By David Milliken and Sven Egenter | May 3, 2012 3:19 AM IST
BoE should have given stronger crisis warning - King
BoE should have given stronger crisis warning - King
LONDON - - Britain's economy is recovering more slowly than hoped from a financial crisis which the Bank of England should have warned about more forcefully, BoE Governor Mervyn King said on Wednesday.
The central bank chief, giving the first peacetime radio lecture by a BoE governor since 1939, also defended Britain's policy mix of ultra-low interest rates and tough government austerity measures.
King, whose tenure as governor ends in just over a year, admitted the Bank had failed to properly identify and warn about risks facing banks in the run-up to the 2008 crisis.
"We did preach sermons about the risks. But we didn't imagine the scale of the disaster that would occur when the risks crystallised," King said.
"With the benefit of hindsight, we should have shouted from the rooftops that a system had been built in which banks were too important to fail, that banks had grown too quickly and borrowed too much, and that so-called 'light-touch' regulation hadn't prevented any of this," he continued.
But King also noted that the Bank had been stripped of the power to directly regulate banks in 1997 - something that will be reversed next year, around the time of his departure, when the Bank will once again be Britain's top financial regulator.
This has prompted concern from lawmakers who monitor the Bank, who worry it has not learnt enough from the crisis, and risks being unwieldy and unaccountable in future.
The central bank and its governor have also been criticised for not spotting the crisis early enough and for reacting too slowly.
King acknowledged that the central bank should have tried harder to persuade everyone of the need to recapitalise banks sooner and more extensively.
INFLATION TOO HIGH
Britain's economy contracted by more than 7 percent during the 2008-09 recession and its budget deficit ballooned to one of the highest in the world, at more than 11 percent of GDP, as it picked up the tab for banks on the brink of failure.
King drew parallels to the depression-hit 1930s, also playing recordings from the central bank governor at the time, Montagu Norman, and U.S. President Franklin D. Roosevelt.
Now the biggest danger for British banks came from the euro zone debt crisis. "The present crisis is far from over, as events in the euro area illustrate weekly," he said.
"Dealing with the consequences of our 'bad banking situation' is likely to be a long, slow process."
King did not discuss the outlook for monetary policy. This is a major question ahead of the central bank's next decision on May 10 as Britain's economy has tipped back into a shallow recession since the Bank indicated last month that it was reluctant to do further quantitative easing.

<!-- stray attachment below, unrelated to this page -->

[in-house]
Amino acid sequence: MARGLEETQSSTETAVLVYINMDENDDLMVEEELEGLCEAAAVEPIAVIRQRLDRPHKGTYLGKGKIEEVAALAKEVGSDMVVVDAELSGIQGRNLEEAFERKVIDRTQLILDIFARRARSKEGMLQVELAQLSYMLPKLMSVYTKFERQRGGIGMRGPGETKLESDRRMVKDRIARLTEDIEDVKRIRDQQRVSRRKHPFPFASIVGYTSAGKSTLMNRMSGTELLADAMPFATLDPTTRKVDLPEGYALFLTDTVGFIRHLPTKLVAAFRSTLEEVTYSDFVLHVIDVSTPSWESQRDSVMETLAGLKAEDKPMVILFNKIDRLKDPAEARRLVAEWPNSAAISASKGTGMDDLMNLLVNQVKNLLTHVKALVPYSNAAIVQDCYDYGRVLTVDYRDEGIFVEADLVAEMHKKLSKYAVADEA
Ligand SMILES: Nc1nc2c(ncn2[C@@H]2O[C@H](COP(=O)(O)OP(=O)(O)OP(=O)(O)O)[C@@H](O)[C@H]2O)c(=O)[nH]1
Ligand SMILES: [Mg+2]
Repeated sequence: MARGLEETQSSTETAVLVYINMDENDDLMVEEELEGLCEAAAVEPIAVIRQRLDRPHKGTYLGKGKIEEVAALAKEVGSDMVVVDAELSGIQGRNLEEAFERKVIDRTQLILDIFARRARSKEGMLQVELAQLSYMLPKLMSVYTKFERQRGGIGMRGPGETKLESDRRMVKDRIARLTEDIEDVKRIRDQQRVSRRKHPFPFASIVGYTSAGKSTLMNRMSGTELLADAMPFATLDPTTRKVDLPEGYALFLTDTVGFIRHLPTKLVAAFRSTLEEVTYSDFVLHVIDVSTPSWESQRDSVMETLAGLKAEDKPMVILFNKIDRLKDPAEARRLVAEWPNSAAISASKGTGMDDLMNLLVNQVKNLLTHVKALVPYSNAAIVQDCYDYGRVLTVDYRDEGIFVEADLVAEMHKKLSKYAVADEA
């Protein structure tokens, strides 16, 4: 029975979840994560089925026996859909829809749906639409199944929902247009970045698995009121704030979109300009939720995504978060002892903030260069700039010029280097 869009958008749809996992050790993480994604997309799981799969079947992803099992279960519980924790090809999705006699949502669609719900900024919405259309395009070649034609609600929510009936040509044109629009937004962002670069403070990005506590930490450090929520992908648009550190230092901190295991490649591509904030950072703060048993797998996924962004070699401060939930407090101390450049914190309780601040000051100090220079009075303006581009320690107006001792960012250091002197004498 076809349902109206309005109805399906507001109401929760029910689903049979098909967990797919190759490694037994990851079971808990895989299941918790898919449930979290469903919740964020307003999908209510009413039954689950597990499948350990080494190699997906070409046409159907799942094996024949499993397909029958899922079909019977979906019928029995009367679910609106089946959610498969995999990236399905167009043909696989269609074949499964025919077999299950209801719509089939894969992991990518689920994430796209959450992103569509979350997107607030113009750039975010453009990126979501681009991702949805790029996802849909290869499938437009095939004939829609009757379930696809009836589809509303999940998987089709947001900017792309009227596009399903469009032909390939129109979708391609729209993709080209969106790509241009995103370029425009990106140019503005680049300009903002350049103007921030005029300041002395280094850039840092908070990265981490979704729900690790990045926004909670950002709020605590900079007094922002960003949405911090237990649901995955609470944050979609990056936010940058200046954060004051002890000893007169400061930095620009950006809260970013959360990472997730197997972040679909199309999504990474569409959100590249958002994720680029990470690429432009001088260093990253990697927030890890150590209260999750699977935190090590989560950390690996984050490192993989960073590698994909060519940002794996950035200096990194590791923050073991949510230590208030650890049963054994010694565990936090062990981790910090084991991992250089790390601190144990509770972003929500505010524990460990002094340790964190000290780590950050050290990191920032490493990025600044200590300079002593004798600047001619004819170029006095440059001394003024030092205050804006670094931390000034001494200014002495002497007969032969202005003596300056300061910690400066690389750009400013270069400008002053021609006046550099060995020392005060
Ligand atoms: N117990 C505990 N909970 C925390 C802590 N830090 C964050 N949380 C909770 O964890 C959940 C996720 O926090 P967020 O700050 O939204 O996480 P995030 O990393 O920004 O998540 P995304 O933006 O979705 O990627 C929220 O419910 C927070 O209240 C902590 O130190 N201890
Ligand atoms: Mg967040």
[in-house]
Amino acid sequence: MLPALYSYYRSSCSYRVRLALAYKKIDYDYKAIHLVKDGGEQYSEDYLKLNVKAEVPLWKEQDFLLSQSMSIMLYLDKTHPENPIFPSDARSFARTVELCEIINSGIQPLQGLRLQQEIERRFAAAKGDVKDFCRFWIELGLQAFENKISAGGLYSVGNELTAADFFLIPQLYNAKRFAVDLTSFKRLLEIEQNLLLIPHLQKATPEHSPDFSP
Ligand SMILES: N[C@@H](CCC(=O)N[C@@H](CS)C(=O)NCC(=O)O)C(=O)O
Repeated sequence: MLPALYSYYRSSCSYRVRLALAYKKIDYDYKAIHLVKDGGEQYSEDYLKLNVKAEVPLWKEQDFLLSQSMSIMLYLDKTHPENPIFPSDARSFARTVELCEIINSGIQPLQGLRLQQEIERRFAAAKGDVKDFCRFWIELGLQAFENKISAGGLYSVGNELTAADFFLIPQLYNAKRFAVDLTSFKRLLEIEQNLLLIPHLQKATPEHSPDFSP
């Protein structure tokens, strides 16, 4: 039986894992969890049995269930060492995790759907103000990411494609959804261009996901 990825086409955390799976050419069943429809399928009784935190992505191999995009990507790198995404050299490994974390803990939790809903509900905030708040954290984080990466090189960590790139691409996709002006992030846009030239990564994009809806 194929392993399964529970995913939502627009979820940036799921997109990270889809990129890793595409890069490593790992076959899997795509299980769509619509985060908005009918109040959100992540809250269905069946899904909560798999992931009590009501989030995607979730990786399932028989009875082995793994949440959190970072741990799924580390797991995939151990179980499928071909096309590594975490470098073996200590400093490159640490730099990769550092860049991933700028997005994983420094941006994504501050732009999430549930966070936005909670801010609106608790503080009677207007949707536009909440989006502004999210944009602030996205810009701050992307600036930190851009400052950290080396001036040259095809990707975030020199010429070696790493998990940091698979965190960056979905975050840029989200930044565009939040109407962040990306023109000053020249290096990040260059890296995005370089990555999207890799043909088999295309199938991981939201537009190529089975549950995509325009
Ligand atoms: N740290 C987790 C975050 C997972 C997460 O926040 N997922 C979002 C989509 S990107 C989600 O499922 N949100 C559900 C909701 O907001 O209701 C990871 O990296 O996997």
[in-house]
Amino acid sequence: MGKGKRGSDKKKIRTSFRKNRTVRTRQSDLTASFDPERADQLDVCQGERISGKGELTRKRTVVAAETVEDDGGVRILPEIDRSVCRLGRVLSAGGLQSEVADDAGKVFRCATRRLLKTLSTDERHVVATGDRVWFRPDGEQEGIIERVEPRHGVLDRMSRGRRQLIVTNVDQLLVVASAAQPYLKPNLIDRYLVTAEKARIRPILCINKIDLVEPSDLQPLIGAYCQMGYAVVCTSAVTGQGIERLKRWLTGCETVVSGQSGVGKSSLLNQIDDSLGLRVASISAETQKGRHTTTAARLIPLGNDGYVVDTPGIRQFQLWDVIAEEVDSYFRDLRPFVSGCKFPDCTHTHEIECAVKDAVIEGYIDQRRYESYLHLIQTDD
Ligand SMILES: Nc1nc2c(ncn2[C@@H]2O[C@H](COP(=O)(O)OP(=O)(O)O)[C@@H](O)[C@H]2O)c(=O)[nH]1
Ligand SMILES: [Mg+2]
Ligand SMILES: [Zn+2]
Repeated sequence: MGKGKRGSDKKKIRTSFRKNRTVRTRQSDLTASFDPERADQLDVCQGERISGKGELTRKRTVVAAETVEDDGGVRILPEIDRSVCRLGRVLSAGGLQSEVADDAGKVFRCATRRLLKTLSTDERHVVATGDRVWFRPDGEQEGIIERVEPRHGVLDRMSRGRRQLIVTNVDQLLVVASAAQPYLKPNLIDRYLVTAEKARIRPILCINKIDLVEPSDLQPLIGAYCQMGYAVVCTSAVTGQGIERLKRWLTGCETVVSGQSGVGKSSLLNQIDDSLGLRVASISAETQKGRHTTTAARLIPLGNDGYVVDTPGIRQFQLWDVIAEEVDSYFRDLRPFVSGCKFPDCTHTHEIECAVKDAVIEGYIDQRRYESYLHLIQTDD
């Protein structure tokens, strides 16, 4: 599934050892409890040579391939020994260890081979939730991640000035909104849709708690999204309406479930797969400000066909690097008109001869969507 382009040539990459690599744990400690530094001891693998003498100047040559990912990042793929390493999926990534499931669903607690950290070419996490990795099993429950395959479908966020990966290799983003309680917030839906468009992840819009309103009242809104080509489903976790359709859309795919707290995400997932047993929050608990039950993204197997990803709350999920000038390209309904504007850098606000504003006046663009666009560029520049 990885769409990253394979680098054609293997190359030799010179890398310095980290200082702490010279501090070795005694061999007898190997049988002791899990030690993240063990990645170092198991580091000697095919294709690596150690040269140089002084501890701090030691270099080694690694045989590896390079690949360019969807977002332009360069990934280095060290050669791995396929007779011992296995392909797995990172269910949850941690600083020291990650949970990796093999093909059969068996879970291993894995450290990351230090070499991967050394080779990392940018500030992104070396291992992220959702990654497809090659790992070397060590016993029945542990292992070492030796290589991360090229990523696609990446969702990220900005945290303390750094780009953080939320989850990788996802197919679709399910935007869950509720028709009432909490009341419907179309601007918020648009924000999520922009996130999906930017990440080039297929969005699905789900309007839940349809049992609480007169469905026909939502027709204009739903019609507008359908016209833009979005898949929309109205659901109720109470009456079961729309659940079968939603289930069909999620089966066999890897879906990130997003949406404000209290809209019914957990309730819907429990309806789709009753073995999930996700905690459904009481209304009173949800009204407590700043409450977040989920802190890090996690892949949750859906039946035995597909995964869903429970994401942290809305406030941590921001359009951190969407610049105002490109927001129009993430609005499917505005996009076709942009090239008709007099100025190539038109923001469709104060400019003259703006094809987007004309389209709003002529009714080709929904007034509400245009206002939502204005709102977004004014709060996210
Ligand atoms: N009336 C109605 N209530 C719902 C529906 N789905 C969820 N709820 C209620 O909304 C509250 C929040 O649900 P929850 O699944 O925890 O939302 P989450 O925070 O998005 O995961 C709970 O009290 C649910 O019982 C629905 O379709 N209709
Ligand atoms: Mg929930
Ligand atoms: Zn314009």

But King said he was worried about inflation, which is well above the Bank's 2 percent target at 3.5 percent after rising in March for the first time in six months.
"Our own economy is still not back to health. Although inflation has fallen back in recent months, it is still too high. And despite efforts to stimulate the economy, the recovery is proving slower than we had hoped. It will come," King said.
The Bank governor said the government had struck the right balance when tackling the country's huge budget deficit.
"It is important to have a really credible plan that markets believe in, that you will deal with these deficits, not too quickly so that you destroy growth, but that you will deal with them," he said. "We are striking that balance."
The pace of deficit reduction is a contentious political issue, with the opposition Labour party arguing that the spending cuts imposed by the Conservative-led coalition government has pushed the economy back into recession.
In the longer term, King said future generations would ask whether current British policymakers had done enough to stop a future financial crisis.
It was vital that parliament enacted proposals to stop banks which were 'too important to fail' because of their role in handling payments and everyday loans from engaging in speculative investment banking activities, King said.
Banks also needed to rely more on shareholders' money rather than debt, and hand over less of their profits to shareholders, he added. And although British banks with few overseas interests could be wound up easily if they fell into trouble, there was no international agreement on how to deal with a failure by a large, multinational bank.
King said that the Bank was up to the task of taking charge of the stability of Britain's financial system, though some decisions would make the central bankers unpopular at times.
"When ... the economy returns to normal, our role will be to take away the punchbowl just as the next party is getting going. That won't make us popular among bankers, politicians and even at times some of you - and it's not supposed to."
(Reporting by David Milliken; Editing by Michael Roddy)
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